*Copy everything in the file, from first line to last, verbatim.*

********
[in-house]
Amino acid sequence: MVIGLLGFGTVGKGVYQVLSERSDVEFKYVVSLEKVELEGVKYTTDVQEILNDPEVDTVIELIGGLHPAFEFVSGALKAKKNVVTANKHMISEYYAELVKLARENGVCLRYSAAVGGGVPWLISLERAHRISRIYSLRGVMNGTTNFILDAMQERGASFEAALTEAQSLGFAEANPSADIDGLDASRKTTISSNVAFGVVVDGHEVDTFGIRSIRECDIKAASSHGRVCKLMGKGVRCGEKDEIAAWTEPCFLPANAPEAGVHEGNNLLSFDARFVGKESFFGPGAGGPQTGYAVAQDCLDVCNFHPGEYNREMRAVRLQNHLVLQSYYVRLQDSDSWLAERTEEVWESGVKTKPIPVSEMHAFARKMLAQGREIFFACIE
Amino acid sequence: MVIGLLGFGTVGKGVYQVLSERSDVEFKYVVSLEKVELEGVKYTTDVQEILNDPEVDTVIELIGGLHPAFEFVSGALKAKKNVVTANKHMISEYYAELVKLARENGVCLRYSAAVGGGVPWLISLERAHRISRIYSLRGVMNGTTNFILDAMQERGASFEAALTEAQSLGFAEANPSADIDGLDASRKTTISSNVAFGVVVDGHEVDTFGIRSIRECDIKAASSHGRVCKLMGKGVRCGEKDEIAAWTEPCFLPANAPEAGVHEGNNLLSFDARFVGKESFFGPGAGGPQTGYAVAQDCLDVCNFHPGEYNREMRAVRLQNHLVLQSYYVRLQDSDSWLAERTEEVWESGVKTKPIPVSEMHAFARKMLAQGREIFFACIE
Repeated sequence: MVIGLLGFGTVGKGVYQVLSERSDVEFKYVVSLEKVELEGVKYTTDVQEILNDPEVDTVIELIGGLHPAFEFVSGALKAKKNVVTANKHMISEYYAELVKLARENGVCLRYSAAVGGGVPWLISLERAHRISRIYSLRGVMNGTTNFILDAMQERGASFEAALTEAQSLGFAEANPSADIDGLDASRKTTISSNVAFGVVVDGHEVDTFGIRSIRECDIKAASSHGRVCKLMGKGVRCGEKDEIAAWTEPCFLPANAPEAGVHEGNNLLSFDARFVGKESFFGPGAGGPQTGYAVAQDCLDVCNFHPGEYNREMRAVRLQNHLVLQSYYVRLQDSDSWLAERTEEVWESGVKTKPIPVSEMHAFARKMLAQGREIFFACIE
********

[in-house]
Amino acid sequence: MVIGLLGFGTVGKGVYQVLSERSDVEFKYVVSLEKVELEGVKYTTDVQEILNDPEVDTVIELIGGLHPAFEFVSGALKAKKNVVTANKHMISEYYAELVKLARENGVCLRYSAAVGGGVPWLISLERAHRISRIYSLRGVMNGTTNFILDAMQERGASFEAALTEAQSLGFAEANPSADIDGLDASRKTTISSNVAFGVVVDGHEVDTFGIRSIRECDIKAASSHGRVCKLMGKGVRCGEKDEIAAWTEPCFLPANAPEAGVHEGNNLLSFDARFVGKESFFGPGAGGPQTGYAVAQDCLDVCNFHPGEYNREMRAVRLQNHLVLQSYYVRLQDSDSWLAERTEEVWESGVKTKPIPVSEMHAFARKMLAQGREIFFACIE
Amino acid sequence: MVIGLLGFGTVGKGVYQVLSERSDVEFKYVVSLEKVELEGVKYTTDVQEILNDPEVDTVIELIGGLHPAFEFVSGALKAKKNVVTANKHMISEYYAELVKLARENGVCLRYSAAVGGGVPWLISLERAHRISRIYSLRGVMNGTTNFILDAMQERGASFEAALTEAQSLGFAEANPSADIDGLDASRKTTISSNVAFGVVVDGHEVDTFGIRSIRECDIKAASSHGRVCKLMGKGVRCGEKDEIAAWTEPCFLPANAPEAGVHEGNNLLSFDARFVGKESFFGPGAGGPQTGYAVAQDCLDVCNFHPGEYNREMRAVRLQNHLVLQSYYVRLQDSDSWLAERTEEVWESGVKTKPIPVSEMHAFARKMLAQGREIFFACIE
Repeated sequence: MVIGLLGFGTVGKGVYQVLSERSDVEFKYVVSLEKVELEGVKYTTDVQEILNDPEVDTVIELIGGLHPAFEFVSGALKAKKNVVTANKHMISEYYAELVKLARENGVCLRYSAAVGGGVPWLISLERAHRISRIYSLRGVMNGTTNFILDAMQERGASFEAALTEAQSLGFAEANPSADIDGLDASRKTTISSNVAFGVVVDGHEVDTFGIRSIRECDIKAASSHGRVCKLMGKGVRCGEKDEIAAWTEPCFLPANAPEAGVHEGNNLLSFDARFVGKESFFGPGAGGPQTGYAVAQDCLDVCNFHPGEYNREMRAVRLQNHLVLQSYYVRLQDSDSWLAERTEEVWESGVKTKPIPVSEMHAFARKMLAQGREIFFACIE